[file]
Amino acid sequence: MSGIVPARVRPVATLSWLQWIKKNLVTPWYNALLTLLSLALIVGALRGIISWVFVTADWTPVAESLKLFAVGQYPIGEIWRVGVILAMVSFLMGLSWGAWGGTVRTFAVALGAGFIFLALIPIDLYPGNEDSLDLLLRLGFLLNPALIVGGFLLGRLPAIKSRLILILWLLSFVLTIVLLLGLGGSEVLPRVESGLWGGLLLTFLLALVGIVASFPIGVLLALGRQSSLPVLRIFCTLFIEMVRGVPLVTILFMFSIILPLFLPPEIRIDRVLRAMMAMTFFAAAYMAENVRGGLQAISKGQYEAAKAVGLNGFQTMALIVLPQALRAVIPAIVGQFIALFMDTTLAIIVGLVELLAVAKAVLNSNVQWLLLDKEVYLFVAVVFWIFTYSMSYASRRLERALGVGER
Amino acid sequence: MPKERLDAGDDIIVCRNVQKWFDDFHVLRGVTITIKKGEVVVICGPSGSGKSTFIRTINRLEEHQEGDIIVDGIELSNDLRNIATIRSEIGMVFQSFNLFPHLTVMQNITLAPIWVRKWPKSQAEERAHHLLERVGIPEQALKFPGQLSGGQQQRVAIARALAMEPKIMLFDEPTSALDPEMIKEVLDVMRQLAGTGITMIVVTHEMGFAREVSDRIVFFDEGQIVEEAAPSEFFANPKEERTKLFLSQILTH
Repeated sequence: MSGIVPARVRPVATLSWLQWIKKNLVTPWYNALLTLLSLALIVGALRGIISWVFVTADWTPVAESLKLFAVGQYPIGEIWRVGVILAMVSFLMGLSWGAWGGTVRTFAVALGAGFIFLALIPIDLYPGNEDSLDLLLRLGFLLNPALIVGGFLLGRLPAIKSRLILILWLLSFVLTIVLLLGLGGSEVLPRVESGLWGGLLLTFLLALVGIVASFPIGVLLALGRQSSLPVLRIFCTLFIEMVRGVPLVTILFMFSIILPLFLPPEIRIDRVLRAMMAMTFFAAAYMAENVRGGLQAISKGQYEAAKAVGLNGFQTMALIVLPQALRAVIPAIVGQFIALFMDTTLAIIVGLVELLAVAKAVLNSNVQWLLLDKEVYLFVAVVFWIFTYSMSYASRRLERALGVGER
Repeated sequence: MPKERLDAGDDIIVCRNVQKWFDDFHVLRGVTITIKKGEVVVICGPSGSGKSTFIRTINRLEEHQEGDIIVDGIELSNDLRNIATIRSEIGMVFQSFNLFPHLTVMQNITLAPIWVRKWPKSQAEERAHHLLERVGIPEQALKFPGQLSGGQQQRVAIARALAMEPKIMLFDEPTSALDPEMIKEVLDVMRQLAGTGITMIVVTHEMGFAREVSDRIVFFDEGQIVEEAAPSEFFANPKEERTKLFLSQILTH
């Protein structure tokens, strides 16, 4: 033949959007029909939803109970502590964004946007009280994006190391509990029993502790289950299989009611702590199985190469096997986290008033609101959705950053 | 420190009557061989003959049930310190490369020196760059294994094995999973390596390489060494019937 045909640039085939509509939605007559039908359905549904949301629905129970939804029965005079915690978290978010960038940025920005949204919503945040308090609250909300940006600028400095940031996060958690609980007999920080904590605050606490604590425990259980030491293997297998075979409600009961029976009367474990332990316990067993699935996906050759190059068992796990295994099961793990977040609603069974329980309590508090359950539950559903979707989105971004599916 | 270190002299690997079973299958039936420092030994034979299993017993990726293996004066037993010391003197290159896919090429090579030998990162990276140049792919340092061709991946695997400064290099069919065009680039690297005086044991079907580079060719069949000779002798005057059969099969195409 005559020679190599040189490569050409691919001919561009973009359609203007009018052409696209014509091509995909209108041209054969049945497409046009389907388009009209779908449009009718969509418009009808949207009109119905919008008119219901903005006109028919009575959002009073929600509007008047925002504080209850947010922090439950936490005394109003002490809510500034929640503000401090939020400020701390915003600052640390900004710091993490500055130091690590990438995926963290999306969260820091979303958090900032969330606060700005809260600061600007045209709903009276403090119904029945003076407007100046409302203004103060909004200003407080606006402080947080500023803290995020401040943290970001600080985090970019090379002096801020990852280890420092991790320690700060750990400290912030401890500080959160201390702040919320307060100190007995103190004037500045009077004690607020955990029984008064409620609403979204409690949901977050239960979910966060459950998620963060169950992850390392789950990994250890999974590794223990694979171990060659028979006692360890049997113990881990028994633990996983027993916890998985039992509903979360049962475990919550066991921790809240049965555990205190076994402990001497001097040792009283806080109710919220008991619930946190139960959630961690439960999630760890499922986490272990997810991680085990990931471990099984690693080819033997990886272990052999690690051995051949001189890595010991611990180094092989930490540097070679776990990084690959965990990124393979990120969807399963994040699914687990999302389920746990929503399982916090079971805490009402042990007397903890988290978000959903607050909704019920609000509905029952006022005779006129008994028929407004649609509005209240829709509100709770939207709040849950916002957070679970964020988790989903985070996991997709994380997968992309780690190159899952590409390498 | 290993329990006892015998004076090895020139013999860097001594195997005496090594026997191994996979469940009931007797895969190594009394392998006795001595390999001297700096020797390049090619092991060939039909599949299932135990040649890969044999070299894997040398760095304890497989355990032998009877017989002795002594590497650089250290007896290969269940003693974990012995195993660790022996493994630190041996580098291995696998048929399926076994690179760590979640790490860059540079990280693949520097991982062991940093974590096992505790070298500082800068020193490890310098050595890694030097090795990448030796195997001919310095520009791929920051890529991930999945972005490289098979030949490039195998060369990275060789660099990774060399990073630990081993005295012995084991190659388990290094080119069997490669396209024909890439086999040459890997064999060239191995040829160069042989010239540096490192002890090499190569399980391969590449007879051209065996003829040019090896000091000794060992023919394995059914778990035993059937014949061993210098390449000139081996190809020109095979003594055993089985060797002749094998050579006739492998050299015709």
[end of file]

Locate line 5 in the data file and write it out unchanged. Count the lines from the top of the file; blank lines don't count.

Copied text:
């Protein structure tokens, strides 16, 4: 033949959007029909939803109970502590964004946007009280994006190391509990029993502790289950299989009611702590199985190469096997986290008033609101959705950053 | 420190009557061989003959049930310190490369020196760059294994094995999973390596390489060494019937 045909640039085939509509939605007559039908359905549904949301629905129970939804029965005079915690978290978010960038940025920005949204919503945040308090609250909300940006600028400095940031996060958690609980007999920080904590605050606490604590425990259980030491293997297998075979409600009961029976009367474990332990316990067993699935996906050759190059068992796990295994099961793990977040609603069974329980309590508090359950539950559903979707989105971004599916 | 270190002299690997079973299958039936420092030994034979299993017993990726293996004066037993010391003197290159896919090429090579030998990162990276140049792919340092061709991946695997400064290099069919065009680039690297005086044991079907580079060719069949000779002798005057059969099969195409 005559020679190599040189490569050409691919001919561009973009359609203007009018052409696209014509091509995909209108041209054969049945497409046009389907388009009209779908449009009718969509418009009808949207009109119905919008008119219901903005006109028919009575959002009073929600509007008047925002504080209850947010922090439950936490005394109003002490809510500034929640503000401090939020400020701390915003600052640390900004710091993490500055130091690590990438995926963290999306969260820091979303958090900032969330606060700005809260600061600007045209709903009276403090119904029945003076407007100046409302203004103060909004200003407080606006402080947080500023803290995020401040943290970001600080985090970019090379002096801020990852280890420092991790320690700060750990400290912030401890500080959160201390702040919320307060100190007995103190004037500045009077004690607020955990029984008064409620609403979204409690949901977050239960979910966060459950998620963060169950992850390392789950990994250890999974590794223990694979171990060659028979006692360890049997113990881990028994633990996983027993916890998985039992509903979360049962475990919550066991921790809240049965555990205190076994402990001497001097040792009283806080109710919220008991619930946190139960959630961690439960999630760890499922986490272990997810991680085990990931471990099984690693080819033997990886272990052999690690051995051949001189890595010991611990180094092989930490540097070679776990990084690959965990990124393979990120969807399963994040699914687990999302389920746990929503399982916090079971805490009402042990007397903890988290978000959903607050909704019920609000509905029952006022005779006129008994028929407004649609509005209240829709509100709770939207709040849950916002957070679970964020988790989903985070996991997709994380997968992309780690190159899952590409390498 | 290993329990006892015998004076090895020139013999860097001594195997005496090594026997191994996979469940009931007797895969190594009394392998006795001595390999001297700096020797390049090619092991060939039909599949299932135990040649890969044999070299894997040398760095304890497989355990032998009877017989002795002594590497650089250290007896290969269940003693974990012995195993660790022996493994630190041996580098291995696998048929399926076994690179760590979640790490860059540079990280693949520097991982062991940093974590096992505790070298500082800068020193490890310098050595890694030097090795990448030796195997001919310095520009791929920051890529991930999945972005490289098979030949490039195998060369990275060789660099990774060399990073630990081993005295012995084991190659388990290094080119069997490669396209024909890439086999040459890997064999060239191995040829160069042989010239540096490192002890090499190569399980391969590449007879051209065996003829040019090896000091000794060992023919394995059914778990035993059937014949061993210098390449000139081996190809020109095979003594055993089985060797002749094998050579006739492998050299015709």